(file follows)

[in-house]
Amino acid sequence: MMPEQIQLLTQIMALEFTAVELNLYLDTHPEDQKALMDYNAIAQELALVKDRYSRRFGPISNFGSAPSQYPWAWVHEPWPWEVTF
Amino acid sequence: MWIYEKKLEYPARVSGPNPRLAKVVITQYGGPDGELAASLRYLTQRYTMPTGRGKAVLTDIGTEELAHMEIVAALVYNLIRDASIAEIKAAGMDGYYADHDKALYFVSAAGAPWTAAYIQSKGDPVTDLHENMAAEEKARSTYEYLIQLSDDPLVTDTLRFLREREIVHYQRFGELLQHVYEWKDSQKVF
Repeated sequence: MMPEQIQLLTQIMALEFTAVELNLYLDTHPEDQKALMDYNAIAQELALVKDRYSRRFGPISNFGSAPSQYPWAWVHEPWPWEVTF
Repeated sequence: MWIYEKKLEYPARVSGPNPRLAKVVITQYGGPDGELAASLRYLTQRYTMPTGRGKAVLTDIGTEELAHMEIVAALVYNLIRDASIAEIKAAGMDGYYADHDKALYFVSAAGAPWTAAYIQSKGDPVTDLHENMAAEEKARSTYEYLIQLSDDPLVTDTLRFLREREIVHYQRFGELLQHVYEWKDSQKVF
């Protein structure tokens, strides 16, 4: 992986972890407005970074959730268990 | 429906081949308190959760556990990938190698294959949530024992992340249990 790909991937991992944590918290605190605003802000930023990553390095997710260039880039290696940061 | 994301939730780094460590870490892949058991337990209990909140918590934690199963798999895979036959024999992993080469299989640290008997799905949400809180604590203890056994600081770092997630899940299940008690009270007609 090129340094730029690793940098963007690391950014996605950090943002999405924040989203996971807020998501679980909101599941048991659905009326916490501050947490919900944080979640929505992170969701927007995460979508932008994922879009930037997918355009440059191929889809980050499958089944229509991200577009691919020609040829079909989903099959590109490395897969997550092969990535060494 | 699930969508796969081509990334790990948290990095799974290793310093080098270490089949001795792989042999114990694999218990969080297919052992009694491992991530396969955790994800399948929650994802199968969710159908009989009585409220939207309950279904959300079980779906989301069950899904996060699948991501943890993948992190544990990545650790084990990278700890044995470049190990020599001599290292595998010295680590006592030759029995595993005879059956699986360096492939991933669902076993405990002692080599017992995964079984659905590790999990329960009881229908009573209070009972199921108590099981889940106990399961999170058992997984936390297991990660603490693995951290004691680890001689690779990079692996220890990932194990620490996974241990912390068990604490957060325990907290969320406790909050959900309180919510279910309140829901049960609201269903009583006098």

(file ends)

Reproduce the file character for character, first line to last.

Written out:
[in-house]
Amino acid sequence: MMPEQIQLLTQIMALEFTAVELNLYLDTHPEDQKALMDYNAIAQELALVKDRYSRRFGPISNFGSAPSQYPWAWVHEPWPWEVTF
Amino acid sequence: MWIYEKKLEYPARVSGPNPRLAKVVITQYGGPDGELAASLRYLTQRYTMPTGRGKAVLTDIGTEELAHMEIVAALVYNLIRDASIAEIKAAGMDGYYADHDKALYFVSAAGAPWTAAYIQSKGDPVTDLHENMAAEEKARSTYEYLIQLSDDPLVTDTLRFLREREIVHYQRFGELLQHVYEWKDSQKVF
Repeated sequence: MMPEQIQLLTQIMALEFTAVELNLYLDTHPEDQKALMDYNAIAQELALVKDRYSRRFGPISNFGSAPSQYPWAWVHEPWPWEVTF
Repeated sequence: MWIYEKKLEYPARVSGPNPRLAKVVITQYGGPDGELAASLRYLTQRYTMPTGRGKAVLTDIGTEELAHMEIVAALVYNLIRDASIAEIKAAGMDGYYADHDKALYFVSAAGAPWTAAYIQSKGDPVTDLHENMAAEEKARSTYEYLIQLSDDPLVTDTLRFLREREIVHYQRFGELLQHVYEWKDSQKVF
């Protein structure tokens, strides 16, 4: 992986972890407005970074959730268990 | 429906081949308190959760556990990938190698294959949530024992992340249990 790909991937991992944590918290605190605003802000930023990553390095997710260039880039290696940061 | 994301939730780094460590870490892949058991337990209990909140918590934690199963798999895979036959024999992993080469299989640290008997799905949400809180604590203890056994600081770092997630899940299940008690009270007609 090129340094730029690793940098963007690391950014996605950090943002999405924040989203996971807020998501679980909101599941048991659905009326916490501050947490919900944080979640929505992170969701927007995460979508932008994922879009930037997918355009440059191929889809980050499958089944229509991200577009691919020609040829079909989903099959590109490395897969997550092969990535060494 | 699930969508796969081509990334790990948290990095799974290793310093080098270490089949001795792989042999114990694999218990969080297919052992009694491992991530396969955790994800399948929650994802199968969710159908009989009585409220939207309950279904959300079980779906989301069950899904996060699948991501943890993948992190544990990545650790084990990278700890044995470049190990020599001599290292595998010295680590006592030759029995595993005879059956699986360096492939991933669902076993405990002692080599017992995964079984659905590790999990329960009881229908009573209070009972199921108590099981889940106990399961999170058992997984936390297991990660603490693995951290004691680890001689690779990079692996220890990932194990620490996974241990912390068990604490957060325990907290969320406790909050959900309180919510279910309140829901049960609201269903009583006098």